I think this is a nice little add-on that will make a big difference to those who use Gsuite for both email and chat, and go mostly unnoticed/unutilized by those who don't really use the chat portion of the tool.
On a related note, Google Calendar just rolled out an update that (finally) allows you to dock a new event window to the left sidebar while it's being created - no longer does the window cover a portion of your calendar behind it.
Just click the 2 " = " above the event creation window to pin it.
Since I don't use Gmail's mobile apps, the changes don't affect me much—but if I did use them, I'm not sure I'd be a fan of the new design. It seems a good move for people who use Google Meet and Hangouts actively. For people (like myself) who use G Suite Gmail for email, Slack for chat, and Zoom for video calls, the new design adds clutter and features that I wouldn't use.
Also it's an interesting move to unify everything, when so many other apps keep splitting things out (Facebook splitting Messenger into a separate app, for a consumer app example). Though Microsoft is doing something similar on mobile with a new Office app instead of separate Word/Excel/PowerPoint apps, and you could imagine the possibility of taking that further merging Teams in as well.
If you're all-in on G Suite for everything, though, this is an interesting move. In some ways it's like a rethinking of what Google Wave tried to do in combining email and chat and document editing, though this time just by pulling multiple apps together instead of reinventing email itself.
I also see this unification as a trend like @NateNotes and think it's a smart move from Google.
Over the last decade there was such a boom of productivity tools across different verticals (video conferencing, chat, email, to-do lists and notes taking, etc) and today a typical company will be jumping between Gmail, Slack, Zoom or Notion several times a day.
I've always found crazy that companies already paying for G Suite would pay extra for video, chat and tasks apps that are already included in their G Suite subscription. I understand Google is not the best on everything but I struggle to see the marginal advantages of those other apps being worth the extra cost and the crazy amount of context switching that can kill up to 40% of users' productivity (according to Google itself).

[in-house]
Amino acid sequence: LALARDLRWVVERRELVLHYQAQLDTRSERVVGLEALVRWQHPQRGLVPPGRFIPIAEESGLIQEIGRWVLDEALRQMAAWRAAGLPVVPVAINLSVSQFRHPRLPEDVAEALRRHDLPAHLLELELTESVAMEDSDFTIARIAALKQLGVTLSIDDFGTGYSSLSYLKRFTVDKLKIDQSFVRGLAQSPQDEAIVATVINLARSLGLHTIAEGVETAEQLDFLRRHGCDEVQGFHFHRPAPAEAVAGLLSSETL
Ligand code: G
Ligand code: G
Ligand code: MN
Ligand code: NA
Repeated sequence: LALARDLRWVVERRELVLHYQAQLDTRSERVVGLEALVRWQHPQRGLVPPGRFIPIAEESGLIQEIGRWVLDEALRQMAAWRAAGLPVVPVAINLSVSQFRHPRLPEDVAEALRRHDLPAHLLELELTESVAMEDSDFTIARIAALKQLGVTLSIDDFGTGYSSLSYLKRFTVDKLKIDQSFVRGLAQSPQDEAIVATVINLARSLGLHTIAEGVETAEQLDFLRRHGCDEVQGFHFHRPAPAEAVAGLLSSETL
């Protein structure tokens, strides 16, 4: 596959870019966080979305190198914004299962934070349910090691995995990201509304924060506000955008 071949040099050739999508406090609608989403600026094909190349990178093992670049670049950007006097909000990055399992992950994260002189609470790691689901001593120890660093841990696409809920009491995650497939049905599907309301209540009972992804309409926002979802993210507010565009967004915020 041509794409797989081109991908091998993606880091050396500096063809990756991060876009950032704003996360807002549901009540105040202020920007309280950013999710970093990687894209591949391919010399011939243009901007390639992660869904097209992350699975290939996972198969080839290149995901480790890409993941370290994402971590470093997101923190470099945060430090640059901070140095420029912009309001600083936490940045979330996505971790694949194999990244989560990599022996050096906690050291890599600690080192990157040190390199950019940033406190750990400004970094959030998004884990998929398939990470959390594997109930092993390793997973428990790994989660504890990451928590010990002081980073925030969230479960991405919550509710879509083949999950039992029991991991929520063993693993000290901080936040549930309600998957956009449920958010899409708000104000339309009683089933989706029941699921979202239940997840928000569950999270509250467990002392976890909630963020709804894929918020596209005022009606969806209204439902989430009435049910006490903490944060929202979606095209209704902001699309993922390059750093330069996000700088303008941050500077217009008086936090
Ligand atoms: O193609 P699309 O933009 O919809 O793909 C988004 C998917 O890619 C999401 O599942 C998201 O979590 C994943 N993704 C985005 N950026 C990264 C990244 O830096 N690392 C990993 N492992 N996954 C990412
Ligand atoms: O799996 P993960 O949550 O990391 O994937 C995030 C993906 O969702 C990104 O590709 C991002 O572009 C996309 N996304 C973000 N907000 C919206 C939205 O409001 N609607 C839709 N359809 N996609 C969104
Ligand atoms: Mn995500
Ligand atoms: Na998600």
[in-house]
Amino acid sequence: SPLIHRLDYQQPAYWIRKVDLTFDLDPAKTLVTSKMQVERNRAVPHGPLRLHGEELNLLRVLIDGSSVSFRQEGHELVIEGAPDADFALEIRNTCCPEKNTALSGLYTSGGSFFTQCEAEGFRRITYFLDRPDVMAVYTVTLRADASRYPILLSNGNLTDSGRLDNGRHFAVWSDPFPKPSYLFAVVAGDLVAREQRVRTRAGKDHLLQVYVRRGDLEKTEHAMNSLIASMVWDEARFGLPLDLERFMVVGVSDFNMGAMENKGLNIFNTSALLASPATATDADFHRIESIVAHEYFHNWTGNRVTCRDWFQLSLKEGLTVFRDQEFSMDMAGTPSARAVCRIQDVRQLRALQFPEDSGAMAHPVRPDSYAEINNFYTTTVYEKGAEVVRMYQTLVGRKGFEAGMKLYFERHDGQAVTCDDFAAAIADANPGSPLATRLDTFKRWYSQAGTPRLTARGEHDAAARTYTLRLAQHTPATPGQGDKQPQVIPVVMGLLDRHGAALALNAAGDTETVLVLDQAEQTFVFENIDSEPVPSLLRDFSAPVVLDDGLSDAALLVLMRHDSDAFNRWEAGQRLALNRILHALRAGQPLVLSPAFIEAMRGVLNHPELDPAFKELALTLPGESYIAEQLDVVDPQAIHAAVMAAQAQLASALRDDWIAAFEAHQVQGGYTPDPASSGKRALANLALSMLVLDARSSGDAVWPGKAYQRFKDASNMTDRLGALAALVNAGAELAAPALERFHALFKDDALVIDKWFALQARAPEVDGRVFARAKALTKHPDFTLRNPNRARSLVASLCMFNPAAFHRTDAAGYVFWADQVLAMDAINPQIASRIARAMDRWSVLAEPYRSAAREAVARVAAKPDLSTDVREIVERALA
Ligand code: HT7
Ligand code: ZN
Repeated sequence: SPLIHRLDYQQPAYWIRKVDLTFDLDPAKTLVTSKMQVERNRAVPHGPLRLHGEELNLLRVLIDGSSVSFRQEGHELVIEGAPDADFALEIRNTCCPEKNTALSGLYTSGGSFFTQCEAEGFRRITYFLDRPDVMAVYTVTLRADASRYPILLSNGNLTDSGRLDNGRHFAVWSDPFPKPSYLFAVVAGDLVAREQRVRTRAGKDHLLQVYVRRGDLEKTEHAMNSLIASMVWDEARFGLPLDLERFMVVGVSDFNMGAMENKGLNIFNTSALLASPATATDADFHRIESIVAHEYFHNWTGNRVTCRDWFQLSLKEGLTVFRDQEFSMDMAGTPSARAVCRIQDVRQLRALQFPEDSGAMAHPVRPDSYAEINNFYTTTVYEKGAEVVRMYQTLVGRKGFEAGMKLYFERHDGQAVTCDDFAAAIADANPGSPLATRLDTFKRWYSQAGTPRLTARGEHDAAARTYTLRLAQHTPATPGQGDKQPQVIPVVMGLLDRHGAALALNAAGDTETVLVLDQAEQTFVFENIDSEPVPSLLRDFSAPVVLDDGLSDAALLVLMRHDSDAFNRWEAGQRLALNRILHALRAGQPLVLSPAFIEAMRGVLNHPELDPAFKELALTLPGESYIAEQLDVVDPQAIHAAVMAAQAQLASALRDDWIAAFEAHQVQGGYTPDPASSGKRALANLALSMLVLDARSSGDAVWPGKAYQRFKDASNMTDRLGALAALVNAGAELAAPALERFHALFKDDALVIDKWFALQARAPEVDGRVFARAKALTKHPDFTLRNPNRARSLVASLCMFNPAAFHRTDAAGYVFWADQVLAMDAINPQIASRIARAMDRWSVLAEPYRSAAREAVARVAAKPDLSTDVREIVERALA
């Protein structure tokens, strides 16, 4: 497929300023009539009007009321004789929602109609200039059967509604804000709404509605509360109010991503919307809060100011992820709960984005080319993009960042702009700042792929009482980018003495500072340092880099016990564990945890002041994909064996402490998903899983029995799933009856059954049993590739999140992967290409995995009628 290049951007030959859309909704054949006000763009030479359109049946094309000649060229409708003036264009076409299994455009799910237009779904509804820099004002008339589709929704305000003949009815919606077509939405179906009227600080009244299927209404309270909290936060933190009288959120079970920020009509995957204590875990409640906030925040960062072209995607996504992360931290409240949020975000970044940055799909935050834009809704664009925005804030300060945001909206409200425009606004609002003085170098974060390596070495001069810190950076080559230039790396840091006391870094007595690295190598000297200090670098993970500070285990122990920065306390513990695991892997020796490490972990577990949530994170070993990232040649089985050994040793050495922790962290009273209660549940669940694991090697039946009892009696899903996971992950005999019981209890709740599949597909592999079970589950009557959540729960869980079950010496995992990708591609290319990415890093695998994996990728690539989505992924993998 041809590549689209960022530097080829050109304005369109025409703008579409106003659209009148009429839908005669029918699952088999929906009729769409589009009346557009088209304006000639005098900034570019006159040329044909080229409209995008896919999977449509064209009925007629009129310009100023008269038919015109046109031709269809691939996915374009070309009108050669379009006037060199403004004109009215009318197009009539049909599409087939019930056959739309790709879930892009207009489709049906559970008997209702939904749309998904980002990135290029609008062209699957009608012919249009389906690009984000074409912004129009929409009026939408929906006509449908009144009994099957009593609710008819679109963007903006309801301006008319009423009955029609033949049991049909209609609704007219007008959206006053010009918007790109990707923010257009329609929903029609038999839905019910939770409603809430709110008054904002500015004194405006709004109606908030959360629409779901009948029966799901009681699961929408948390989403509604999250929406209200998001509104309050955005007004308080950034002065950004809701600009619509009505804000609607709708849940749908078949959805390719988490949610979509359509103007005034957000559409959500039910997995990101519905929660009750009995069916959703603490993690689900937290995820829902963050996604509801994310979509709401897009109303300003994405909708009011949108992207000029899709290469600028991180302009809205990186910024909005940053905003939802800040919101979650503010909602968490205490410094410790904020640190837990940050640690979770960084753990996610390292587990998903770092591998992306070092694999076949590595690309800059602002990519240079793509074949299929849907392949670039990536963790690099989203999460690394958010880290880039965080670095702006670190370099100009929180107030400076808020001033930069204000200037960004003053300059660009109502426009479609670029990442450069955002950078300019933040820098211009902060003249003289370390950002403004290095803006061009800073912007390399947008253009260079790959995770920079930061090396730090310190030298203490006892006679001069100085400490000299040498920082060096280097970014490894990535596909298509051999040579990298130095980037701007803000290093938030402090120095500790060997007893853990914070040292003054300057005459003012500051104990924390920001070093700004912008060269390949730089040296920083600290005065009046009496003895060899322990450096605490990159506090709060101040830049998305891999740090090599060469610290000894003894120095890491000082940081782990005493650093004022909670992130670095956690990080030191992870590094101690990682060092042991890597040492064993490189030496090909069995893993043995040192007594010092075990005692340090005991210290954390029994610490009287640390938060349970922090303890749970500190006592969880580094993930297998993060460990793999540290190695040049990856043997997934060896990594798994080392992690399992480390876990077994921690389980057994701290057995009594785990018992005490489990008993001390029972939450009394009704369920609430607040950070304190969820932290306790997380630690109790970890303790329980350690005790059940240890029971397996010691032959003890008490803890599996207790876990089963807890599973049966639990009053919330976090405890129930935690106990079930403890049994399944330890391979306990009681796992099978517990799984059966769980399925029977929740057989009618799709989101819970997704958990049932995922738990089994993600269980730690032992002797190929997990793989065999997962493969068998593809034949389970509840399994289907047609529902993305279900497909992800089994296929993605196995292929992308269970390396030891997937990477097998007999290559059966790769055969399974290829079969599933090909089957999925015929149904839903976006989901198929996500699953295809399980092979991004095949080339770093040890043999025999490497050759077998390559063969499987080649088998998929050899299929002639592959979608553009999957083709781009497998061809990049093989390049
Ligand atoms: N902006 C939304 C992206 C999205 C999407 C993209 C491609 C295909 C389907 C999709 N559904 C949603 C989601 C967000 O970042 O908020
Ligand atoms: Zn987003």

Emerging products like ClickUp, Swit or Spike are blending email, chat and workflows very nicely, and I see the World taking this direction. With the nw 'Home for Work', I think Google is raising the barrier for the 6 million companies in G Suite to keep spreading their work across different tools and stay in one place. Not sure if it's going to work, but I think it's smart.
You’ve got a great point—if anything, with subscriptions traditional Office suites look like an increasingly good deal compared to paying for a dozen individual products. Though if a product is better for your core work, it can still make sense to pay for something extra. My team originally started using Zoom when we had Hangouts calls freeze just often enough to interrupt meetings, and nearly never had that with Zoom—thus making the change worthwhile.
But yeah, the more you combine products, the more attractive suite offerings look. Even if they’re not the absolute best in breed product individually, they may be better as a whole.
I definitely see this as a trend going forward. Unifying systems together seamlessly is a big reason why I have stuck to using Notion for the past few years. I don't know how well Google will do with it, but I do see it as a step in the right direction.
Yup: Notion's not quite as good at notes as a dedicated writing app, not quite as good at databases as Airtable, but altogether is a better app by pulling everything together in one place. Interesting new take on the office suite bundle, that's for sure.
Would be interesting if Notion ever added chat. Quip, another app in a similar space, has it, though I never ended up using it much when my team used Quip.
Looking for a better way to plan remote meetings across time zones, and keep up with events. What software is doing that best today?
We have 15k newsletter subscribers, and have around ~2k of them in a Slack group. We're starting to encounter issues in terms of community management - specifically, it's hard to pin content like c...
Google lets you subscribe to a calendar using a URL - although when using an Outlook 365 Calendar link, events are copied over once, and then the syncing stops. This seems to be a relatively new is...
Good point on going unnoticed by those who don't need it—Facebook has so many random features that hang out in the menu, and I literally never see them. You almost become blind to buttons after a while.
Thanks for the Google Calendar tip—that'll be super handy!
Thanks for the tip. 👍